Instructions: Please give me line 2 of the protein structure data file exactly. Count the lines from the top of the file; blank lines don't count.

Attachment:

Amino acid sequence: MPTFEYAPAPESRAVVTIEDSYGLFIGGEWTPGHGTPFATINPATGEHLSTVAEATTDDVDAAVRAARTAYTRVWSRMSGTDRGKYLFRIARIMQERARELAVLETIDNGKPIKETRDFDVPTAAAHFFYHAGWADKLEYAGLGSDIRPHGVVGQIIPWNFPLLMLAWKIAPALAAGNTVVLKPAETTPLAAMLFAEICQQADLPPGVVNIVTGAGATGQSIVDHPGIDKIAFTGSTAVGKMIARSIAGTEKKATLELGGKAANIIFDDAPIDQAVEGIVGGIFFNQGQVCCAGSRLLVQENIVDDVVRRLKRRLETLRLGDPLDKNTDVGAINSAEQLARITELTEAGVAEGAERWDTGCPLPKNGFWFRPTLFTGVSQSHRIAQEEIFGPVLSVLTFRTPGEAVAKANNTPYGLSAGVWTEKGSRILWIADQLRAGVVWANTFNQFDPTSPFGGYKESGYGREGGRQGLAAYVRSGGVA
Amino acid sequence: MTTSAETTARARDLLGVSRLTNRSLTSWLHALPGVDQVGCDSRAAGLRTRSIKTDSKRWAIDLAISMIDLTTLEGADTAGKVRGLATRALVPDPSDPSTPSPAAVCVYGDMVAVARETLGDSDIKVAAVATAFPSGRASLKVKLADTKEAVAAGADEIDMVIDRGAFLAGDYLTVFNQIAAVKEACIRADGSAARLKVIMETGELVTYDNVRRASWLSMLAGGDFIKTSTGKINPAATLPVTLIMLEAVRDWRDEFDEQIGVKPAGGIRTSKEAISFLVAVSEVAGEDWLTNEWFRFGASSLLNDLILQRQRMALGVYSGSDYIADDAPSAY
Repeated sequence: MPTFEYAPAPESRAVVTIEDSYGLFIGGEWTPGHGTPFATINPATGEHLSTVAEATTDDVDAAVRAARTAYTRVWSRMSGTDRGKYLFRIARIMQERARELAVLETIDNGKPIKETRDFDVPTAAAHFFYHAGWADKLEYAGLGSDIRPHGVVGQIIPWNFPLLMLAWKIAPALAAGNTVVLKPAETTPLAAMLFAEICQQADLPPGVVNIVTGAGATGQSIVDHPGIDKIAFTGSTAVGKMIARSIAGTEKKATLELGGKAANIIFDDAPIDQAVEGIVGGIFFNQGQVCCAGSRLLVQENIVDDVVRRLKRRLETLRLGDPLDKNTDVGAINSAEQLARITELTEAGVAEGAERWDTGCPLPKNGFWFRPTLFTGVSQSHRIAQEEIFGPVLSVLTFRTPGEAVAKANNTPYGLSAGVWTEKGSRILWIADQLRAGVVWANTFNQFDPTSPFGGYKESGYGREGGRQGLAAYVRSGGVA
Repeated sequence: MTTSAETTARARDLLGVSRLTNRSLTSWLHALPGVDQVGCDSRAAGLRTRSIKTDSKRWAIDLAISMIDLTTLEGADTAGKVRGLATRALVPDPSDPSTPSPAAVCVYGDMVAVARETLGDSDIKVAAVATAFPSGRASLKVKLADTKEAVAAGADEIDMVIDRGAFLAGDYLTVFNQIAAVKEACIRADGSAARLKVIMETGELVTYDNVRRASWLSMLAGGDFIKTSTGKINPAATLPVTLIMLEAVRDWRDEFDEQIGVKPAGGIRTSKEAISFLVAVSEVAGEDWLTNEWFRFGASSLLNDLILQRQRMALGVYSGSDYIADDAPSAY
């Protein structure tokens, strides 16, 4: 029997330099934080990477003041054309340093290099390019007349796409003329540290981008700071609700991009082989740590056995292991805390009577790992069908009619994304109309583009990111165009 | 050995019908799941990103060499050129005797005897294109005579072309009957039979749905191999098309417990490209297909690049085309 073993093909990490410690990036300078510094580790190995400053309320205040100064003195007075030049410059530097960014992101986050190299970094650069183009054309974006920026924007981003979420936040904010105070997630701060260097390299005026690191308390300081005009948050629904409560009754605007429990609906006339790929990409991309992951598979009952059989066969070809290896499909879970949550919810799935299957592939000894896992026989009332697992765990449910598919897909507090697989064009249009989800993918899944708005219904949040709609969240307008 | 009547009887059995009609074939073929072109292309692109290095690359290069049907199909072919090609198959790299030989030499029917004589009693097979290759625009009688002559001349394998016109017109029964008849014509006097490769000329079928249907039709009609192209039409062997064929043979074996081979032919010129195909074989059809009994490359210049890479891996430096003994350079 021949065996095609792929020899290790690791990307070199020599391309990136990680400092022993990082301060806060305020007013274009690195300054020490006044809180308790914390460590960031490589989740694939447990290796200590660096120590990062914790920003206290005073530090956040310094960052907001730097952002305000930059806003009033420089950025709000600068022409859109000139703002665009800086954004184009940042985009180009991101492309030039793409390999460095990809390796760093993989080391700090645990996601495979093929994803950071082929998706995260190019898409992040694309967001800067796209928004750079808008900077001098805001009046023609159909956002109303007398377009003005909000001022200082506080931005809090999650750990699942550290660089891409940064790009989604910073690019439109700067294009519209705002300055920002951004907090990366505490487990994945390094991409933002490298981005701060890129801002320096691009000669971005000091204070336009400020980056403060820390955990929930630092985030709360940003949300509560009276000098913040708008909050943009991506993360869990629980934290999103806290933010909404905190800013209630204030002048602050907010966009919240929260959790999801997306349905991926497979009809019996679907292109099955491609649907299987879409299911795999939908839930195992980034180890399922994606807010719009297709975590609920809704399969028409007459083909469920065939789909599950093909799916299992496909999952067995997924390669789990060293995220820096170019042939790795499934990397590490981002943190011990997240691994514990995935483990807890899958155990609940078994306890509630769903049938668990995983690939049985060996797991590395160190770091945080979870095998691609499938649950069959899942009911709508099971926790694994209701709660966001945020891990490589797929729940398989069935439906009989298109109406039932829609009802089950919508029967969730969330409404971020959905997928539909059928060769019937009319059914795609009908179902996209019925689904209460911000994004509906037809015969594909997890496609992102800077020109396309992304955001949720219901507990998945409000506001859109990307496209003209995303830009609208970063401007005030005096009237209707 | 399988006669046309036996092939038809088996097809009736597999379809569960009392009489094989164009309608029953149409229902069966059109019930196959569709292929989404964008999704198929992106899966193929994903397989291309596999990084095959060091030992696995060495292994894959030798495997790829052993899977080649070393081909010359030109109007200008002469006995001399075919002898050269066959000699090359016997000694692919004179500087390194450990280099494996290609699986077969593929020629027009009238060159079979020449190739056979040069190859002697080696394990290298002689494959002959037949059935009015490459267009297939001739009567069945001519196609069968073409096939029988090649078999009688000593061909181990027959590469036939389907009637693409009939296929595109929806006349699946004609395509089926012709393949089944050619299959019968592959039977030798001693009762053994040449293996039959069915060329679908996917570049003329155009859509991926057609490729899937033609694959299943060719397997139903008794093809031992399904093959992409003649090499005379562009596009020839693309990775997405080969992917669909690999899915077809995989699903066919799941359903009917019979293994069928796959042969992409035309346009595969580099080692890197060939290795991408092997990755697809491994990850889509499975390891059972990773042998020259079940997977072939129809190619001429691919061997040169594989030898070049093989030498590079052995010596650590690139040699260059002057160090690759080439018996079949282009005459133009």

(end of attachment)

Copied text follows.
Amino acid sequence: MTTSAETTARARDLLGVSRLTNRSLTSWLHALPGVDQVGCDSRAAGLRTRSIKTDSKRWAIDLAISMIDLTTLEGADTAGKVRGLATRALVPDPSDPSTPSPAAVCVYGDMVAVARETLGDSDIKVAAVATAFPSGRASLKVKLADTKEAVAAGADEIDMVIDRGAFLAGDYLTVFNQIAAVKEACIRADGSAARLKVIMETGELVTYDNVRRASWLSMLAGGDFIKTSTGKINPAATLPVTLIMLEAVRDWRDEFDEQIGVKPAGGIRTSKEAISFLVAVSEVAGEDWLTNEWFRFGASSLLNDLILQRQRMALGVYSGSDYIADDAPSAY